Mauna Kea
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Clashing Cosmologies Above Hawai‘i

Asian Week

By Brian Kluepfel,Oct 15, 2004

Snow-capped Mauna Kea is an anomaly in the lush, tropical Hawaiian Islands — 14,000 feet high, freezing cold, shrouded in fog and battered by 120 mph winds, it’s a harsh landscape where Hawaiian legends tell of a battle between the fire goddess Pele and the snow goddess Poliahu. As the highest point in the Polynesian archipelago, Mauna Kea is also a sacred spot for Native Hawaiians — “probably the first thing our ancestors saw as they crossed the Pacific in their canoes,” says Hawaiian storyteller Marie Solomon in the new documentary Mauna Kea: Temple Under Siege.

Although the battle between Pele and Poliahu ended with the fire goddess retiring to the lands below, today another confrontation is happening between Native Hawaiians and modern-day astronomers who utilize Mauna Kea’s ideal location to research the solar system. “The summit of Mauna Kea is overall the best place for looking at stars in the world,” says one astronomer. Eleven countries have built high-powered telescopes at the summit since the University of Hawai‘i was granted a 65-year lease to do so in 1968.

But now Hawaiians and environmental groups are questioning the wisdom of the lease’s unfettered scientific license to explore atop nature’s peak. “They look at the stars while trampling all beneath their feet,” says one local. “This is not a playground for scientists.”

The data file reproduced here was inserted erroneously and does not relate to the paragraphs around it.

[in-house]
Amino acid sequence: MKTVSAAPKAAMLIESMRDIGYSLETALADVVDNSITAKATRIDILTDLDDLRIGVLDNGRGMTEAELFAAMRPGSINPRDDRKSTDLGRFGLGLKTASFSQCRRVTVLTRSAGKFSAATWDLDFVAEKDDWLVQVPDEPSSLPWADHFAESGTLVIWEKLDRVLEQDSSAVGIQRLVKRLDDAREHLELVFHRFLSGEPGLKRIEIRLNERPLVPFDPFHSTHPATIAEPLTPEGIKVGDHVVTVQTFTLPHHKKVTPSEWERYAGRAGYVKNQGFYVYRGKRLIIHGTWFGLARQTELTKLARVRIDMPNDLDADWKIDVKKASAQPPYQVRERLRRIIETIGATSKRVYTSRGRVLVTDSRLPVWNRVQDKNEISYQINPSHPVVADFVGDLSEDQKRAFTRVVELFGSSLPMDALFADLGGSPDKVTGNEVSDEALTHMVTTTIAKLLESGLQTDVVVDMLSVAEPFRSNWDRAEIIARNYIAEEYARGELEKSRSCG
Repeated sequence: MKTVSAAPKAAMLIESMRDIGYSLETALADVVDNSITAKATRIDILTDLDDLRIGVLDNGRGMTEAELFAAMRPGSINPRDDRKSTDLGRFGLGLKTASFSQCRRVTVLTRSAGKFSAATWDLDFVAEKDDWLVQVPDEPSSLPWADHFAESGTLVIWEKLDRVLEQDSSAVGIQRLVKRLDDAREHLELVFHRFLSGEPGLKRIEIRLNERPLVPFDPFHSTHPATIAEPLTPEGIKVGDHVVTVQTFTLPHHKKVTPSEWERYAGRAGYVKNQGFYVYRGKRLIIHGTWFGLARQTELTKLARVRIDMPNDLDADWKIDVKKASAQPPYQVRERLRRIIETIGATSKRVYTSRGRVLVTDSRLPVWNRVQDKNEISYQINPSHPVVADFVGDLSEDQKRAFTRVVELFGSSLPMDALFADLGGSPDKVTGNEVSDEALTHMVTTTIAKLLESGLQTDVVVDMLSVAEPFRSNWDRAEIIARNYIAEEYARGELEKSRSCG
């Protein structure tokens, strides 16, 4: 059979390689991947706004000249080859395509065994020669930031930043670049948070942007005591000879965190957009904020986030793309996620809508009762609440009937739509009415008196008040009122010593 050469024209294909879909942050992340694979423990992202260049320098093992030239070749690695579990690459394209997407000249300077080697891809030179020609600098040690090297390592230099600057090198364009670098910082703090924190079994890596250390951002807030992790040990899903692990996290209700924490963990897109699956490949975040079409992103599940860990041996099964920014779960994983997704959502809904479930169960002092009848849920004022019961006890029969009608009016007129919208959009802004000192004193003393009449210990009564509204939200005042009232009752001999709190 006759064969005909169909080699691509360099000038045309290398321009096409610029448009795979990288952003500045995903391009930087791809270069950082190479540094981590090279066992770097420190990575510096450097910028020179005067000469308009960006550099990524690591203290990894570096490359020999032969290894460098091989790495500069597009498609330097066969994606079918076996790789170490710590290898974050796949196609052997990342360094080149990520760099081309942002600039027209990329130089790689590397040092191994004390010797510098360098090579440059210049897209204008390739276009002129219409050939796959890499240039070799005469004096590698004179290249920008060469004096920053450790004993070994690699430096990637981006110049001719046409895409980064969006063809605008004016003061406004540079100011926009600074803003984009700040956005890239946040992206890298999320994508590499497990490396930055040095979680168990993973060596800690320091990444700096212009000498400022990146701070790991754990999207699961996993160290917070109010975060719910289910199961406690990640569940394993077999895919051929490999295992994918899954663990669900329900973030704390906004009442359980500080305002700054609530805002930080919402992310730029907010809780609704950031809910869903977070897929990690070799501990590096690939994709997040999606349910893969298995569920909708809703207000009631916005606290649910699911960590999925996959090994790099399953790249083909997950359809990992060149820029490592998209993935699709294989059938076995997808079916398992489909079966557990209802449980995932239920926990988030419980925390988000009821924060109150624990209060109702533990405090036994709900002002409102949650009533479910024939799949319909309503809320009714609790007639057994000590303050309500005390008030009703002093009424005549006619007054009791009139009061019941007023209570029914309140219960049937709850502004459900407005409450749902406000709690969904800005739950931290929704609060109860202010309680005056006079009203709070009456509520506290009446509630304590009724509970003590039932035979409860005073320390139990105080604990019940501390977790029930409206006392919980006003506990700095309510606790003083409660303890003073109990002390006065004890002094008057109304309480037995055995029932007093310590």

For Hawaiians, Mauna Kea is a place of creation, whether it be the volcanic rock quarries that formed when lava met ice, or the waters from the ancient glacier that still sits directly below its surface — the primary aquifer for the Big Island. The Mauna Kea Adz Quarry is still the place where the most sought-after rock, used to build the adzes for hewing canoes, is found.

The documentary, featured at the Berkeley Video and Film Festival, looks at the environmental impact of astronomy. Although it is known as a relatively “clean” science, there still have been three liquid mercury spills in the past decade atop Mauna Kea. Additionally, the scientific stations generate 500,000 gallons of human waste annually.

Now the University of Hawai‘i is increasing the number of telescopes beyond the limit of 13 in the 1983 master plan. “They have to realize that this is an island, not a continent,” Solomon says. “No more.”

Astronomers, though, say the data collected has been invaluable. “We have written the history of modern astronomy,” says a German scientist. Fred Chaffee of the Keck Observatory notes, “Ancient Hawaiians (in their search for the islands) and modern astronomers share a tremendous amount in common.”

Nainoa Thompson of the Polynesian Voyaging Society, an expert in ancient navigational techniques, casts a doubtful eye on the scientists’ point of view. “Quality science cannot be at the expense of our culture,” he says. Thompson cast the lone dissenting vote on the university’s board of regents against the new master plan.

Festival co-director Paul Kealoha Blake, himself born on the island of Maui, lauds Mauna Kea. “Our festival provides a venue where filmmakers can actually use videos to document and affect change,” he says. “Joan and Puhipau (of Na Maka o ka Aina, also creators of Act of War: Overthrow of the Hawaiian Nation) are two of the most important figures in [the] documenting of Hawaiian issues — they’ve been unflinching.”

Mauna Kea plays this Sunday, Oct. 17, at Wheeler Hall, at UC Berkeley, at 5:20 p.m. For more info go to

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